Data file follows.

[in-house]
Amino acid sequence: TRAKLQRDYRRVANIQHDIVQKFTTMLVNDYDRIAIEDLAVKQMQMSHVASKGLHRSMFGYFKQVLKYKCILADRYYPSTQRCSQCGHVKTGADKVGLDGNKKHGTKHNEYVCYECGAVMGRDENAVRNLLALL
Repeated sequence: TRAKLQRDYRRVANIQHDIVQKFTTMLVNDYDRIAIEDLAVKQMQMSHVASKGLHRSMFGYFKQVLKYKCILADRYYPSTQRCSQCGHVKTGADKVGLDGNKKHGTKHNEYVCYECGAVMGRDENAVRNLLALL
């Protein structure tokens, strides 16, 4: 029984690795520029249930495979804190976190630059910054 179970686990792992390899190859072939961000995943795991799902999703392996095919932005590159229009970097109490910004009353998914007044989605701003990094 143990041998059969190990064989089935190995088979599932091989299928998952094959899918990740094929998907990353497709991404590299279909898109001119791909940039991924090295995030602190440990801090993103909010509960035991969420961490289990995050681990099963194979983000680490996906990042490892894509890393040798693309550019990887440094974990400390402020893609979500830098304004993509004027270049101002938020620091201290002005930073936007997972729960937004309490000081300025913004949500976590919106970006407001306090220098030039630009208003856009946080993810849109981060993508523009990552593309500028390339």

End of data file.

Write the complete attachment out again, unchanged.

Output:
[in-house]
Amino acid sequence: TRAKLQRDYRRVANIQHDIVQKFTTMLVNDYDRIAIEDLAVKQMQMSHVASKGLHRSMFGYFKQVLKYKCILADRYYPSTQRCSQCGHVKTGADKVGLDGNKKHGTKHNEYVCYECGAVMGRDENAVRNLLALL
Repeated sequence: TRAKLQRDYRRVANIQHDIVQKFTTMLVNDYDRIAIEDLAVKQMQMSHVASKGLHRSMFGYFKQVLKYKCILADRYYPSTQRCSQCGHVKTGADKVGLDGNKKHGTKHNEYVCYECGAVMGRDENAVRNLLALL
């Protein structure tokens, strides 16, 4: 029984690795520029249930495979804190976190630059910054 179970686990792992390899190859072939961000995943795991799902999703392996095919932005590159229009970097109490910004009353998914007044989605701003990094 143990041998059969190990064989089935190995088979599932091989299928998952094959899918990740094929998907990353497709991404590299279909898109001119791909940039991924090295995030602190440990801090993103909010509960035991969420961490289990995050681990099963194979983000680490996906990042490892894509890393040798693309550019990887440094974990400390402020893609979500830098304004993509004027270049101002938020620091201290002005930073936007997972729960937004309490000081300025913004949500976590919106970006407001306090220098030039630009208003856009946080993810849109981060993508523009990552593309500028390339």